WHEN I was younger, I worked up to three
jobs, starting at 5.30am and finishing at 6pm.
Sometimes I worked seven days a week.
My wife was a nurse so she worked shift
It was hard when we bought our house
and there were times when we didn’t know
where the money was going to come from to
pay the bills.
We had three children and life was tough.
Our family has worked hard all our lives.
We’ve saved and invested.
When we were nearing 70, we thought we
deserved the pension, and so did Centrelink,
so we became pensioners.
It wouldn’t keep us afloat but our savings
Now that wonderful Prime Minister
Malcolm Turnbull has decided we’re getting
it too easy, and so are hundreds or
thousands of other pensioners.
We are Australians who have worked for
Australia and thought we might get a
helping hand in later life.
Mr Turnbull thinks more of those
claiming to be asylum seekers.
These are some people who belong to a
network which keeps them up to date with
every possible way to cheat the system and,
to prove it, many have been caught.
There’s “day care centres” where different
families look after each other’s children for
federal government grants.
Their “I’ve got six wives” scam, and so it
Ninety-three per cent of refugees have
failed to gain employment in Australia!
Why would they look for work?
There have been no cutbacks in refugee
Just cuts to Centrelink payments to
Australian pensioners who have worked a
lifetime making Australia such a great
It’s such a pity, Mr Turnbull, a man who
has never wanted for a thing in his life, can
show such a lack of understanding and make
life so hard for elderly people of his own
I hope there’s a political party at the next
federal election that supports pensioners,
because I’ll be encouraging all my friends to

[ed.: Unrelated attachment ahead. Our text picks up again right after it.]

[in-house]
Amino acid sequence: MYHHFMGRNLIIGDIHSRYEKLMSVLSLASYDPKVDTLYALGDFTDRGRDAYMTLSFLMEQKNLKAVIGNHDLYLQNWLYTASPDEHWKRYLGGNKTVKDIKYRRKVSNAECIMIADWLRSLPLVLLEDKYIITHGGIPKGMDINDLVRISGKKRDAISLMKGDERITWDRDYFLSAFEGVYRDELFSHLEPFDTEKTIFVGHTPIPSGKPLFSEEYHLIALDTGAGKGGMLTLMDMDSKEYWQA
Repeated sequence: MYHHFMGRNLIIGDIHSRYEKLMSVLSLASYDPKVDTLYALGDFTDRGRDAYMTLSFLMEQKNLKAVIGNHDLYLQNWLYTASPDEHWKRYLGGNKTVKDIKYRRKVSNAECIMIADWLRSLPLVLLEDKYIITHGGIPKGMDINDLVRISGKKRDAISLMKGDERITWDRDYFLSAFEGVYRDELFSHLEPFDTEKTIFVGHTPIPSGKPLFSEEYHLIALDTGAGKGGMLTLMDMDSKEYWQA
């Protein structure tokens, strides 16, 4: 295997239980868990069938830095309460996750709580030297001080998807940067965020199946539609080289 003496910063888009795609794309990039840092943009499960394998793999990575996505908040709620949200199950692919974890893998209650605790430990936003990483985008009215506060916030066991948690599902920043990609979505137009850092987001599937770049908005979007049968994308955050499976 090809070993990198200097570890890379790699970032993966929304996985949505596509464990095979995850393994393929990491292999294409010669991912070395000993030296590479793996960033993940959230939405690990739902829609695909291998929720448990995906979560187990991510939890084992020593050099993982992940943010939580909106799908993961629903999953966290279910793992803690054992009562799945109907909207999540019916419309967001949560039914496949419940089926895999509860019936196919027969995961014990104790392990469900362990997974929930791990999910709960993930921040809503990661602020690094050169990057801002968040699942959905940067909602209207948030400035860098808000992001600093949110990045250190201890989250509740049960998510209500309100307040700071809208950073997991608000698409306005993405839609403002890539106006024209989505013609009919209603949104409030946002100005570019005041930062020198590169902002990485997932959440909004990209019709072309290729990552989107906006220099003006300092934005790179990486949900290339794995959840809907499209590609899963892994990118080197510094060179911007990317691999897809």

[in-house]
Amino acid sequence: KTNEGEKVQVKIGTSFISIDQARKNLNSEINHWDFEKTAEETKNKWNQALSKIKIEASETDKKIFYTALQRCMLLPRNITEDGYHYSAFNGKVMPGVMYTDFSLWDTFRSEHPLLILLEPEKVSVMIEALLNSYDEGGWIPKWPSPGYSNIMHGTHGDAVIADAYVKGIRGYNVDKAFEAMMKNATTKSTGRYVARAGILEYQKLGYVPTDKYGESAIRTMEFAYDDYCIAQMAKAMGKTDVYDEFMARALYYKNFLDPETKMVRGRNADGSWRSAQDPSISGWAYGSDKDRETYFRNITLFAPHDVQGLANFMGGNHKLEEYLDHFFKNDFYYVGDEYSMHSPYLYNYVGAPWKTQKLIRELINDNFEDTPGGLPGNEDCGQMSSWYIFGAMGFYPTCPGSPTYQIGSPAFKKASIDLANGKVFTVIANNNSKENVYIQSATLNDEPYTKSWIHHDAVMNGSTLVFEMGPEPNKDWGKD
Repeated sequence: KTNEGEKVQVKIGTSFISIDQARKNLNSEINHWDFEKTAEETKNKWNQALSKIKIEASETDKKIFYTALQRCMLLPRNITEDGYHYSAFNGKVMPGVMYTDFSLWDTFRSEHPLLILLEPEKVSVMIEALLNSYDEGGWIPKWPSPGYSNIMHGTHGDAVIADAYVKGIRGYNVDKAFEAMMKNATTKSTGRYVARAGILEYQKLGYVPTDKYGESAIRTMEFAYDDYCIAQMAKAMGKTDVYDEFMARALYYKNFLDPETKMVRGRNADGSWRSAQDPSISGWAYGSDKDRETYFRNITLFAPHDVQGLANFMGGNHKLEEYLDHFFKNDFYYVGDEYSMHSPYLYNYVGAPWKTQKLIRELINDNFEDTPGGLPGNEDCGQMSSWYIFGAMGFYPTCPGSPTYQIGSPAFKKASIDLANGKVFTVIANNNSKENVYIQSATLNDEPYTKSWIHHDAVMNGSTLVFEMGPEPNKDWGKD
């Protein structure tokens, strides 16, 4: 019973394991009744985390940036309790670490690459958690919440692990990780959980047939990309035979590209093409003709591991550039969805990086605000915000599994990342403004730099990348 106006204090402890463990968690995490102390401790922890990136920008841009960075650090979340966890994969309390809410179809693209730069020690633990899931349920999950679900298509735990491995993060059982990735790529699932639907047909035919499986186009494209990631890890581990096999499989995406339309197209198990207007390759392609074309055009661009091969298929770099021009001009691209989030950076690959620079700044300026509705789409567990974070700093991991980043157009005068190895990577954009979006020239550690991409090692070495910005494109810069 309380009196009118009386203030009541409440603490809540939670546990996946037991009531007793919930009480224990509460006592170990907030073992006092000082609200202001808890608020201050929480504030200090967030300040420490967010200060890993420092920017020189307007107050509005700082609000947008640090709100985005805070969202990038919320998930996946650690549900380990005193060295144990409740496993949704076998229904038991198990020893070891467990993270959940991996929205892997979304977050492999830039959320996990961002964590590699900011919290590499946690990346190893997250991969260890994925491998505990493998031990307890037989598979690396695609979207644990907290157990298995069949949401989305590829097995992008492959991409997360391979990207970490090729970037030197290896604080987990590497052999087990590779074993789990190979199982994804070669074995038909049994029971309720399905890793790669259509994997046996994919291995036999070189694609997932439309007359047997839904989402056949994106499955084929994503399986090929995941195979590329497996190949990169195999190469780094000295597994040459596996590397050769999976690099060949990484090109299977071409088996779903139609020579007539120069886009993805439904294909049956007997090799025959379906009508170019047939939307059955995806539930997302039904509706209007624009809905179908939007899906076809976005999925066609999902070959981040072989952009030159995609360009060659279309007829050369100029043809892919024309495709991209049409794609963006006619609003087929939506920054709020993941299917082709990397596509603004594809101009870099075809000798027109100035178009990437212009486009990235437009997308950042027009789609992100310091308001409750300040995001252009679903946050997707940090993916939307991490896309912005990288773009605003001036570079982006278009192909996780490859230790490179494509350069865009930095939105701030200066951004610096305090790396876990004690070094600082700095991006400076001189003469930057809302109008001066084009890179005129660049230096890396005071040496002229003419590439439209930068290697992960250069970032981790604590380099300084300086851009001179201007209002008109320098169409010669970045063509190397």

change their vote from Liberal.
A sign of the times
WITH the world turning to the internet so
often for so many things, it is, I guess, only
natural people turn to the internet for
However, it is a sad sign of the times that
with every purchase made online, a local shop
suffers a loss.
A town is a town not just because people live
It lives and breathes because there are
businesses alive and well, providing
employment, and a place for those people to do
These businesses help provide a reason for
there to be schools and hospitals along with
When one shop closes it can become a
domino effect. The heart of the town slowly
We have tried so desperately to keep a part
of this town’s heart beating.
Unfortunately, we were not successful.
We began the closing down process of our
shoe shop yesterday (Monday, January 16).
We thank those who helped us keep this
business going for as long as it did.
We have met some beautiful people and will
miss them dearly. Our run is over.
Kay and Leah Thom
Give way to
I WOULD like your readers to know that vehicles
entering or exiting the Moonta Foodland car park
from George Street have to give way to pedestrians.
During the past few years, I have come close
to being hit by cars leaving the car park, even
when they can see I am using a walker or a
four-prong walking stick.
In the past couple of weeks, a person in a big
four-wheel drive has come close to hitting me,
and even stuck their head out of the car window.
I could not understand what they said, but I
don’t think it would be complimentary.
Foodland has said it is not its problem. I don’t
know who is responsible for this problem, but it
only needs a sign which reads, “Please give way
It needs to be a double-sided sign for cars,
whether they are entering or exiting.
I believe car parks are governed by existing
laws, as anywhere else on the roads.
I am not the only one who has come close to
being hit. A broken leg or hip will not hurt any
less, even if you are in the right. My wife and
others have had the same problem.
Peter Kraack, Moonta
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Yorke Peninsula Country Times,